The OECD guidelines are unique as regards:

  • clear recognition of supply chain responsibility;
  • backing by signatory governments;
  • grievance mechanism for resolving conflict.

They are not legally binding on companies, but they are binding on signatory governments, which are required to ensure the guidelines are implemented and observed.

In addition to its biannual reporting, Laerdal will be communicating more widely to customers, employees and suppliers on how its commitment to the UN SDGs and the UNGPs and OECD guidelines are integrated in operations. Also, a key element of Laerdal’s 2030 strategy is to develop a human rights, environmental and anti-corruption assessment tool to assist its main suppliers and their sub-suppliers to comply with these international guidelines.

A Sustainable Culture

Since its establishment 80 years ago, Laerdal has had the full commitment of three generations of the Lærdal family as both shareholders and in the management of the company. From its founding, the company has moved seamlessly from children’s books and toys to lifesaving equipment.

Tore Lærdal has been at the helm of the company for close to half of its history after the premature death of his father in 1981. The company has grown to be truly multinational with operations in 25 countries and has adhered to the basic values set out by the founder which are handed to all Laerdal employees on their first day of work – pride in their history, a clear vision, a sound company culture, a willingness to learn, a passion for continuous improvement, a commitment to sustainable development, and a dedication to help improve global health.

All Tore’s three children – Hanne, Jon, and Ingrid – have chosen to devote their lives to working in the company with a deep commitment to the goal they share with partners and collaborators. This provides a stable and trustworthy base for working with long-term perspectives. From the outset, financial results were re-invested in development and innovation instead of being siphoned off to shareholders.

Three generations meet in The Norwegian Children´s Museum: to the left, a depiction of the founder, Åsmund S. Lærdal, experimenting in his kitchen in the 1950s. To the right, in the greatly upscaled Tomte Mercedes, Hanne Kristin Lærdal, Tore Lærdal, Jon Åsmund Lærdal, and Ingrid Lærdal.

Three generations meet in The Norwegian Children´s Museum: to the left, a depiction of the founder, Åsmund S. Lærdal, experimenting in his kitchen in the 1950s.

To the right, in the greatly upscaled Tomte Mercedes, Hanne Kristin Lærdal, Tore Lærdal, Jon Åsmund Lærdal, and Ingrid Lærdal.

People Who Find Meaning in Their Work

All along, Åsmund S. Lærdal stressed that when he demanded the utmost of his employees – and, not least, of himself – it was because the work was meaningful: initially, to create joy for children, and eventually, to help save lives. He was ahead of his time: it is now generally accepted that people who find meaning in their work are happier, more productive, and more engaged. They are more likely to work harder, take on challenging or unpopular tasks, and collaborate effectively. Studies have shown, repeatedly, that people deliver their best efforts and ideas when they feel they are part of something larger than the pursuit of a paycheque.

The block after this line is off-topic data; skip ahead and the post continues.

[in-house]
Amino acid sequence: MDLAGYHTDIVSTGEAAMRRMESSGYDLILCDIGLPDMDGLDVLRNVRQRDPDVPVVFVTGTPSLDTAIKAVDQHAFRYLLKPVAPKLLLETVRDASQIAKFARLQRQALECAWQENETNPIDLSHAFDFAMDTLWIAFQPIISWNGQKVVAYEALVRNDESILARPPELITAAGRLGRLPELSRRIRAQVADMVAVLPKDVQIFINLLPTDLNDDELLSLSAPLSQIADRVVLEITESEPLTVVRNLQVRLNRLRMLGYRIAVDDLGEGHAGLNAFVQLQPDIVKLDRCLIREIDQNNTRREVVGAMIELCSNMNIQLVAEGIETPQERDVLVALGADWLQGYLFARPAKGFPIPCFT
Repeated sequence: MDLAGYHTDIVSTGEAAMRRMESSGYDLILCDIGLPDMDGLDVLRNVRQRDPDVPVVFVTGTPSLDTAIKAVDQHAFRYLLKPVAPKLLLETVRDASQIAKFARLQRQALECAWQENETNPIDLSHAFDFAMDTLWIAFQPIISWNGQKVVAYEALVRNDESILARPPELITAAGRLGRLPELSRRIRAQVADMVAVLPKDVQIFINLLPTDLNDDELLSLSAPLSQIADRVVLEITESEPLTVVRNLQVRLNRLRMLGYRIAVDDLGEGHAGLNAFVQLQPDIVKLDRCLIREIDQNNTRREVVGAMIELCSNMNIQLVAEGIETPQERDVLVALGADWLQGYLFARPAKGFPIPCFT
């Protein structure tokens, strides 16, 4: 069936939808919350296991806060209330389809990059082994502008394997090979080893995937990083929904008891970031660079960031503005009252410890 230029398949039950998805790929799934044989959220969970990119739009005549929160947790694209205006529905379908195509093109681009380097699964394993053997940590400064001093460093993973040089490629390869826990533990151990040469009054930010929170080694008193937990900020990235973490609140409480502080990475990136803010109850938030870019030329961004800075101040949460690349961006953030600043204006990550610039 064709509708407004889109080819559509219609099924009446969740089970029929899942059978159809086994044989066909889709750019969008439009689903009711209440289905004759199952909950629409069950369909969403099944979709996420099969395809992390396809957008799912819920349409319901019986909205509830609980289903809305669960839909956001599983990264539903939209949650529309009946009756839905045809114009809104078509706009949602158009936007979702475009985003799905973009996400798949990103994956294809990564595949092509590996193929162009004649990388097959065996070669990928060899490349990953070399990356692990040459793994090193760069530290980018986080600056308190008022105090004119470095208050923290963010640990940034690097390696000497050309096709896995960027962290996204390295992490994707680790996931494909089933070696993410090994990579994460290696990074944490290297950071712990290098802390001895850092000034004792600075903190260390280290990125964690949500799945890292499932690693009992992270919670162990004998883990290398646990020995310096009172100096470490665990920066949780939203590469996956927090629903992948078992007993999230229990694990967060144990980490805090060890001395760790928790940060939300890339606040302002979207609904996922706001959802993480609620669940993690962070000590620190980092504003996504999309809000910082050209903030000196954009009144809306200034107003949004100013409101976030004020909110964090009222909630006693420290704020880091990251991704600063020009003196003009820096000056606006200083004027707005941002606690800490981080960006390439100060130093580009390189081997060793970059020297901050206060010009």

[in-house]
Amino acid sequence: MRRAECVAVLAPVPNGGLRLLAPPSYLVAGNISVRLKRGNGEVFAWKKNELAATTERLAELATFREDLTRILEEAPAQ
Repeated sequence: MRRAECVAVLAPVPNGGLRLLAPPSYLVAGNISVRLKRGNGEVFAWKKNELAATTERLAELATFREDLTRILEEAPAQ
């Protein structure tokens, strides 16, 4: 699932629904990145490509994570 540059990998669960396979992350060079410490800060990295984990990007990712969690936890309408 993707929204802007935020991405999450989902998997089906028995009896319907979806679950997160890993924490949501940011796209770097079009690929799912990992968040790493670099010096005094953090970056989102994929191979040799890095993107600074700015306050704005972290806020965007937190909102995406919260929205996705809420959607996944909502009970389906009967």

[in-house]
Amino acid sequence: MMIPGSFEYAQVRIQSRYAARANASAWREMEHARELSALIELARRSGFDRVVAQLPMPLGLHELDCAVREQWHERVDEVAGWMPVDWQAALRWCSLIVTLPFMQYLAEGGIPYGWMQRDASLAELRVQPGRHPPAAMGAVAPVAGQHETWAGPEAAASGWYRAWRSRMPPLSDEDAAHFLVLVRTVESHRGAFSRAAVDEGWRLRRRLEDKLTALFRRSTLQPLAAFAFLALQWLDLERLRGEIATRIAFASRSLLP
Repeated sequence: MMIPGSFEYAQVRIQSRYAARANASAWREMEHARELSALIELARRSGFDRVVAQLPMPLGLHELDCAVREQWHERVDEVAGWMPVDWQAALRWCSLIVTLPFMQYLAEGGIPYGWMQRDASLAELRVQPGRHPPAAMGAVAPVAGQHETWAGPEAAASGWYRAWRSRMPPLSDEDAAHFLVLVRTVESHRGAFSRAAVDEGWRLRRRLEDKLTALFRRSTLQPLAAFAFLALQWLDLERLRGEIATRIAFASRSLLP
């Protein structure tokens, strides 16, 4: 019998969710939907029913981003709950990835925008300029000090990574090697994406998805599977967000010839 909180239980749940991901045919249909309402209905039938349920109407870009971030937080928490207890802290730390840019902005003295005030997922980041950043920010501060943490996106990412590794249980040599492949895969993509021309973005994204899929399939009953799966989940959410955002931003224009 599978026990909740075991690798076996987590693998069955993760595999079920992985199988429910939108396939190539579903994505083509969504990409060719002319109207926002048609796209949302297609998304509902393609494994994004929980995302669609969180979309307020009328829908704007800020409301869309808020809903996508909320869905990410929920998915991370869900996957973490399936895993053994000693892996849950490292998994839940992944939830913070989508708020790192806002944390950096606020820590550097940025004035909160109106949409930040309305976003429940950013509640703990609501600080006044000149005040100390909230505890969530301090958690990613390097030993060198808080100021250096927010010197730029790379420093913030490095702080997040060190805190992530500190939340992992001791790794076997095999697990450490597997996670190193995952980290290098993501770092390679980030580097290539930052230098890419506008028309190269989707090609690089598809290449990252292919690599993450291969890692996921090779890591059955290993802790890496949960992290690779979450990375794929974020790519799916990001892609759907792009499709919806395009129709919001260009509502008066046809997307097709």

Among the crucial points here are helping people grasp the impact of their work and connecting work to a higher meaning. Ingrid Lærdal illustrates this when explaining her motivation to take an active role in the company: “I went with my father to India and Africa, and what I saw there would have made it very difficult to do something different. We can be part of making a difference. Innovation depends to a high degree on being out in the field with the users, working on ideas and having feedback to identify what is really the best solution.”

Trust in the Meaningful Mission

As modern technologies bring user and supplier much closer together, daily proof that Laerdal programs are really making a difference illustrates that together it is possible to fulfil audacious commitments. This can strengthen even further the trust in the meaningful mission – thus adding to the sustainability of the company culture.

Hanne Lærdal stresses the crucial importance of the company vision and mission, doing the right things at the right time, and working continuously to improve the situation for users and collaborators. “We must continue to build strong relationships based on mutual trust.”

Her brother, Jon, emphasises this when he underlines that making the company strong and relevant in the future is a matter of meeting needs with delivering ever better value. For an illustration he refers to John Deere, an agricultural machine manufacturer: “They moved from making tractors for the farmers to do all the work to deliver new solutions in the form of crop optimisation. People have been linear, but now suddenly the world develops exponentially. By applying enabling technologies, we can help people plug into each other and into networks, and we deliver improvement for lay people as well as professional workers.”

The establishment of Laerdal Global Health in 2010 extended the mission to help save lives to include low-income countries. This opened a huge potential for saving the lives of mothers and babies and increasingly those of adults suffering from the ravages of ailments such as cardiovascular disease – no longer the blight of richer citizens alone.

The task is enormous, requiring wide networks and collaboration to disrupt costly and insufficiently effective systems and replace them with true innovation and rapid implementation. This demands new approaches also to financing. Thanks to the values that the founder lived and passed on to the coming generations, Laerdal can contribute on a wide scale, including through the recently established Laerdal Million Lives Fund.

Balancing the shared goal of helping save one million more lives a year by 2030 with the need for financial success to provide the resources needed to meet this goal is not an easy one. But, to quote the founder:

Åsmund S. Lærdal
“If we can create value to the society at large, and do our job well, satisfactory economic results will follow – and allow us to build a stronger company with time.”

Åsmund S. Lærdal
Founder, Laerdal Medical